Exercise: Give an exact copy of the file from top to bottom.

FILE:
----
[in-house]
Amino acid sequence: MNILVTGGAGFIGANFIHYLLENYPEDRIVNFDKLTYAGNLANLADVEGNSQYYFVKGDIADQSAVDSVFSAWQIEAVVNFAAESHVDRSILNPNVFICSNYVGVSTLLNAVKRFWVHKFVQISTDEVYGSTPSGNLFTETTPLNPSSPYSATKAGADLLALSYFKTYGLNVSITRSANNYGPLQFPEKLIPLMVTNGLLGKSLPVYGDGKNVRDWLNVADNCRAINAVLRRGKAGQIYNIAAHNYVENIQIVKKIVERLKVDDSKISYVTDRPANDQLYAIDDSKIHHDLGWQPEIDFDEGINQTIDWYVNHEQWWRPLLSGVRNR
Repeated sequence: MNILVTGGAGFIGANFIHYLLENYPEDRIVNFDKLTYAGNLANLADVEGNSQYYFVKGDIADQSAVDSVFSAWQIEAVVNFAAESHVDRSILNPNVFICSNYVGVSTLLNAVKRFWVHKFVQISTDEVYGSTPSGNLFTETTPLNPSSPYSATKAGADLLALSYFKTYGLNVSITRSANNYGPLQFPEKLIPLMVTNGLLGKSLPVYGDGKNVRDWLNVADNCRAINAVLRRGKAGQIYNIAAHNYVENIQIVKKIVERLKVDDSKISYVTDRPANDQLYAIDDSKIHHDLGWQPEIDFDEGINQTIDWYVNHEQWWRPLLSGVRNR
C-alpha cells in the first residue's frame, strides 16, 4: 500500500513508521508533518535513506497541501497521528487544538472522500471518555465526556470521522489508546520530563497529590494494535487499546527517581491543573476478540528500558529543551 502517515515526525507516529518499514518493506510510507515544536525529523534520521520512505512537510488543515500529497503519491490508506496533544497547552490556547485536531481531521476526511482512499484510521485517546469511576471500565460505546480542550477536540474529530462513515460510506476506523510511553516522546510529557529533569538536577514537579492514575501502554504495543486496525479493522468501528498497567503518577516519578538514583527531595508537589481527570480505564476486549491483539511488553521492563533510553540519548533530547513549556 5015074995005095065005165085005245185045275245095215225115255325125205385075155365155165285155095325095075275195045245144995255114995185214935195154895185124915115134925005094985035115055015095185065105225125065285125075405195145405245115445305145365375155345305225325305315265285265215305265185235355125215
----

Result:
[in-house]
Amino acid sequence: MNILVTGGAGFIGANFIHYLLENYPEDRIVNFDKLTYAGNLANLADVEGNSQYYFVKGDIADQSAVDSVFSAWQIEAVVNFAAESHVDRSILNPNVFICSNYVGVSTLLNAVKRFWVHKFVQISTDEVYGSTPSGNLFTETTPLNPSSPYSATKAGADLLALSYFKTYGLNVSITRSANNYGPLQFPEKLIPLMVTNGLLGKSLPVYGDGKNVRDWLNVADNCRAINAVLRRGKAGQIYNIAAHNYVENIQIVKKIVERLKVDDSKISYVTDRPANDQLYAIDDSKIHHDLGWQPEIDFDEGINQTIDWYVNHEQWWRPLLSGVRNR
Repeated sequence: MNILVTGGAGFIGANFIHYLLENYPEDRIVNFDKLTYAGNLANLADVEGNSQYYFVKGDIADQSAVDSVFSAWQIEAVVNFAAESHVDRSILNPNVFICSNYVGVSTLLNAVKRFWVHKFVQISTDEVYGSTPSGNLFTETTPLNPSSPYSATKAGADLLALSYFKTYGLNVSITRSANNYGPLQFPEKLIPLMVTNGLLGKSLPVYGDGKNVRDWLNVADNCRAINAVLRRGKAGQIYNIAAHNYVENIQIVKKIVERLKVDDSKISYVTDRPANDQLYAIDDSKIHHDLGWQPEIDFDEGINQTIDWYVNHEQWWRPLLSGVRNR
C-alpha cells in the first residue's frame, strides 16, 4: 500500500513508521508533518535513506497541501497521528487544538472522500471518555465526556470521522489508546520530563497529590494494535487499546527517581491543573476478540528500558529543551 502517515515526525507516529518499514518493506510510507515544536525529523534520521520512505512537510488543515500529497503519491490508506496533544497547552490556547485536531481531521476526511482512499484510521485517546469511576471500565460505546480542550477536540474529530462513515460510506476506523510511553516522546510529557529533569538536577514537579492514575501502554504495543486496525479493522468501528498497567503518577516519578538514583527531595508537589481527570480505564476486549491483539511488553521492563533510553540519548533530547513549556 5015074995005095065005165085005245185045275245095215225115255325125205385075155365155165285155095325095075275195045245144995255114995185214935195154895185124915115134925005094985035115055015095185065105225125065285125075405195145405245115445305145365375155345305225325305315265285265215305265185235355125215